MLAs should do deal on Irish Language Act and get on with power-sharing, says new bishop of Raphoe
The new Catholic Bishop of Raphoe Alan McGuckian has strongly urged Stormont politicians to agree on the Irish Language Act and preserve the power-sharing principles of the Good Friday Agreement, which he says, is "a great gift to everyone".
The Cloughmills man, who was ordained in Letterkenny last Sunday, is the first Irish Jesuit bishop.
He is a fluent Irish speaker and scholar who has translated a biography of St Ignatius, the Jesuits' founder, into Gaelic.
Born in 1953 and the youngest of six children, he is a member of the well-known McGuckian family in north Antrim. His brother John B McGuckian is a former chairman of the Industrial Development Board, pro-chancellor of Queen's University, and a successful businessman. His two older brothers are Jesuit priests.
Speaking exclusively yesterday to the Belfast Telegraph from his new diocese in Donegal, he said: "Given the support there is for the local national languages of Wales and Scotland, it is obvious that there should be the same support for the traditional Irish language here.
"There is a great richness in the Irish language and I would like to see the Stormont politicians working together to make the Irish Language Act a reality.
"I know Protestants who became interested in the Irish origin of the place names where they live and they began to explore the Irish language in more depth.
"I would like to see the DUP supporters and other people beginning to find some affinity with the Irish language and not see it as a threat."
Bishop McGuckian is a strong supporter of power-sharing. He said: "The Good Friday Agreement was a wonderful achievement because it gave the right to people on both sides to be there and to be what they are. We need political leaders who are prepared to work out the principles of the Good Friday Agreement. It was a great gift to us and it is important that we do not let it slip."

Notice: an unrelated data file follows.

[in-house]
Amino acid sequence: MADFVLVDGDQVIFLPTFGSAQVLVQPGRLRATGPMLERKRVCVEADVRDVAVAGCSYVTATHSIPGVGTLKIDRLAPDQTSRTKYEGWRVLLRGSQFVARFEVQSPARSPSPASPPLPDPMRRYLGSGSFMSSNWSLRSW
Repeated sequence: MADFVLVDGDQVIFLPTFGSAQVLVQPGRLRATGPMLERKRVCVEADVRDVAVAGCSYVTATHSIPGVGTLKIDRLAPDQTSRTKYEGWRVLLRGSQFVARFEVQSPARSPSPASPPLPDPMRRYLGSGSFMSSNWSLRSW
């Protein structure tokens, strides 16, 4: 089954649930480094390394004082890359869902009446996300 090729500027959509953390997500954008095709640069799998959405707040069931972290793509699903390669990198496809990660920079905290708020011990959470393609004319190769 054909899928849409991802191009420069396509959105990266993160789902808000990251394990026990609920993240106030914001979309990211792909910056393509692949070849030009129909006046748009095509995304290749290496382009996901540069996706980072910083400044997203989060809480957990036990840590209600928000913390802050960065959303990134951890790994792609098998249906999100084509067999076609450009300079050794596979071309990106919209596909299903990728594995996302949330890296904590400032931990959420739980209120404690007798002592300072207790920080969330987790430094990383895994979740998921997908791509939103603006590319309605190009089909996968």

Asked about his views on Taioseach Leo Varadkar's backing for the Pride march in Belfast last Saturday, he said: "One of the Christian teachings is to respect people in the way that you would want them to respect you.
"So, obviously, I respect the right of everyone, including the Taoiseach, to hold his or her point of view on same-sex marriage and all those related issues. The politicians have a role to play on these matters, but as a teaching bishop I hold firmly to the biblical view that marriage is only between one man and one woman."
Bishop McGuckian takes up his new role at a time when there has been talk of a referendum on the eighth amendment of the Irish Constitution, which recognises the right to life of an unborn child, something he strongly supports.
"There is a right to life at every stage, from the beginning to the end. This is not only a religious stance, but it is also self-evident and I believe strongly that the Irish Constitution should continue to back that right."
For the past 11 years Bishop McGuckian has been working in the Down and Connor Diocese in the Living Church project, a major initiative to encourage co-responsibility for the mission of the Church between clergy and laity.
He joined the Jesuits in 1972 after one year of a BA course at Queen's. He said: "I had a powerful conviction that God wanted me to be a priest. It was a difficult decision, but I made it. I joined the Jesuits because my older brothers Bernard and Michael were Jesuits, and I liked what I saw." As a Jesuit he had a variety of ministries, and at one stage he trained as a radio producer and ran the Jesuits' Communication Centre in Dublin.
He also taught at Clongowes Wood College, and served as chaplain to Ulster University, and also as chaplain to the Irish speaking schools in Down and Connor.
Asked if he had been surprised when Pope Francis announced his appointment on June 9, he said: "It is not the expectation of a Jesuit to become a bishop, and when I had the phone call telling me of my appointment I was really shocked. It will be a huge change to my life, but I will give it my all. If there is any place in the world to be a bishop, it's hard to beat Donegal."
Bishop McGuckian leaves today for his annual pilgrimage to walk part of the Camino de Santiago.